In addition to meeting with an advisor, you will probably want to read the Undergraduate Catalog for a description of all of the courses that you are considering. Other students are also a good source of information about courses, although you must often evaluate this information within the proper context (e.g., how interested was the student in the course content). In preparing to register, you should have a list of 6-10 courses that you would like to take in the next semester. Then consult the Schedule of Classes for the availability of these courses and the class meeting times. Arrange your desired schedule and a back-up schedule.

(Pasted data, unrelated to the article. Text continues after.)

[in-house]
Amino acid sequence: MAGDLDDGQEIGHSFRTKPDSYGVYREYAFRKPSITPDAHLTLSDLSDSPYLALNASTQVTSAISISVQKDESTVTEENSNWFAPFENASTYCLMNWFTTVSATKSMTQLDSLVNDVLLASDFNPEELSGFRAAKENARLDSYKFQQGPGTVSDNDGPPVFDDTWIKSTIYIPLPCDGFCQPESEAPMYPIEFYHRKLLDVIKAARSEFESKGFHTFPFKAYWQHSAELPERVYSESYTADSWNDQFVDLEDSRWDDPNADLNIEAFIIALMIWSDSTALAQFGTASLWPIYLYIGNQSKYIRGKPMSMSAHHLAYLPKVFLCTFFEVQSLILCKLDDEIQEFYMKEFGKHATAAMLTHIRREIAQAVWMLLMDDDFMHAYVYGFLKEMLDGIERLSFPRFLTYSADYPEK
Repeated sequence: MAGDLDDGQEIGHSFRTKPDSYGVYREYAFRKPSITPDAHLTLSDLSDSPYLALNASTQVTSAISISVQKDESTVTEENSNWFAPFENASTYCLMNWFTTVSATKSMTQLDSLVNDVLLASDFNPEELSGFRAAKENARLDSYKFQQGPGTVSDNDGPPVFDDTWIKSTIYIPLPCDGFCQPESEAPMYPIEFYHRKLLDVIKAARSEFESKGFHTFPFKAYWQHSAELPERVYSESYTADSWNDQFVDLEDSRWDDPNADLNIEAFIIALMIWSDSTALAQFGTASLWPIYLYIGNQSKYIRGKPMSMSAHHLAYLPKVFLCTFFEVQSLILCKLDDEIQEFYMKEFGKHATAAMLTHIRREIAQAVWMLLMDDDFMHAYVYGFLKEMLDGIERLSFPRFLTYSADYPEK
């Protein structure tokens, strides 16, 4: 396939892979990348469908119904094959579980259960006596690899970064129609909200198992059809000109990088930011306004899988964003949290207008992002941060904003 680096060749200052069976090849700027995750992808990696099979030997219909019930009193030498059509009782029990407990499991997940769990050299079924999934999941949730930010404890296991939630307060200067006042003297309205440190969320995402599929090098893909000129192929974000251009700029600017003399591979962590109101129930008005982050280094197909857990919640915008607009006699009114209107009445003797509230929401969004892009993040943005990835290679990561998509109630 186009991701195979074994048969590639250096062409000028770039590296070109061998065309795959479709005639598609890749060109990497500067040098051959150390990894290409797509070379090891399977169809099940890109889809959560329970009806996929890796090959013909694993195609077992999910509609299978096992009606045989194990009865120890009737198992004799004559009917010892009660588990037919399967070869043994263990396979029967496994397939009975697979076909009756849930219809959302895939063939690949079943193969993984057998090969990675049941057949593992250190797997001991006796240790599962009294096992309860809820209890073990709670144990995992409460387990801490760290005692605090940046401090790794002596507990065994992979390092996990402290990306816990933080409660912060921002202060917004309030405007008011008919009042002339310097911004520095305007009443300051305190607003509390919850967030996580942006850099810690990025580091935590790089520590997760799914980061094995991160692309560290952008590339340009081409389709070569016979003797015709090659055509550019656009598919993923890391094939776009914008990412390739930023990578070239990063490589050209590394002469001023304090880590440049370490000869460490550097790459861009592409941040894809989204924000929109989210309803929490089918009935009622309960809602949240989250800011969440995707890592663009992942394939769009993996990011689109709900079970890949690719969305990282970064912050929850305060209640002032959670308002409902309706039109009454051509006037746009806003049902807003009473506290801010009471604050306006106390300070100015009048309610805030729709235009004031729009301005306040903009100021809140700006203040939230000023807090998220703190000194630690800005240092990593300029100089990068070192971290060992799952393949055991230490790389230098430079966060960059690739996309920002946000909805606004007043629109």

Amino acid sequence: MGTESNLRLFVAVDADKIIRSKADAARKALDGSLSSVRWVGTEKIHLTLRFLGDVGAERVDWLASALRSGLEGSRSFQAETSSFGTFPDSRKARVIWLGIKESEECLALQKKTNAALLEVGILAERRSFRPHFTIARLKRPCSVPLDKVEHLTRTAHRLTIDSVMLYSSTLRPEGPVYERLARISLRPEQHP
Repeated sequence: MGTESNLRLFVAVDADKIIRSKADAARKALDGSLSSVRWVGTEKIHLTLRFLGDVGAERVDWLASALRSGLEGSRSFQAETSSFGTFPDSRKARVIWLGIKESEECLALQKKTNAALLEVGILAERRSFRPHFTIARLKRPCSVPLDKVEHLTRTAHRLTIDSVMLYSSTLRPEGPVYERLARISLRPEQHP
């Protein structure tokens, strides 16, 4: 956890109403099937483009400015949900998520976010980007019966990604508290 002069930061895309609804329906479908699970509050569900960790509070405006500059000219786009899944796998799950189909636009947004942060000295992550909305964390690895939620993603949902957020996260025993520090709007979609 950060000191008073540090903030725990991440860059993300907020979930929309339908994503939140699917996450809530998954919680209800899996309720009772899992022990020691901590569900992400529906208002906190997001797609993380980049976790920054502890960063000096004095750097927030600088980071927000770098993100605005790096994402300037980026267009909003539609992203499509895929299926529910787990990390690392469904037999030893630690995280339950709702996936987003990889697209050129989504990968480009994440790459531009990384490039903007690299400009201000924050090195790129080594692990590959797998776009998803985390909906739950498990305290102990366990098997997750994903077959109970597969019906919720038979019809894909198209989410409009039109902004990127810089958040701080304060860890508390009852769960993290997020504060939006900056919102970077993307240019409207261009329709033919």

The degree plan is how the university determines your eligibility for graduation. Therefore, you should get a copy of your degree audit every semester (you can access it on BearWeb 24/7/365) to make sure you are meeting all your necessary requirements for graduation. Information about preparing for graduation and filing a graduation card are available through the University's website. In addition, you should make an appointment each semester with the academic advisor for your degree programs (Psychology and Neuroscience Department, Honors College, BIC, and/or Pre-Health). Ask questions. Check BearWeb to determine who is designated as your academic advisor. Ultimately the responsibility to ensure you have the completed all your requirements rests on you, not your advising team.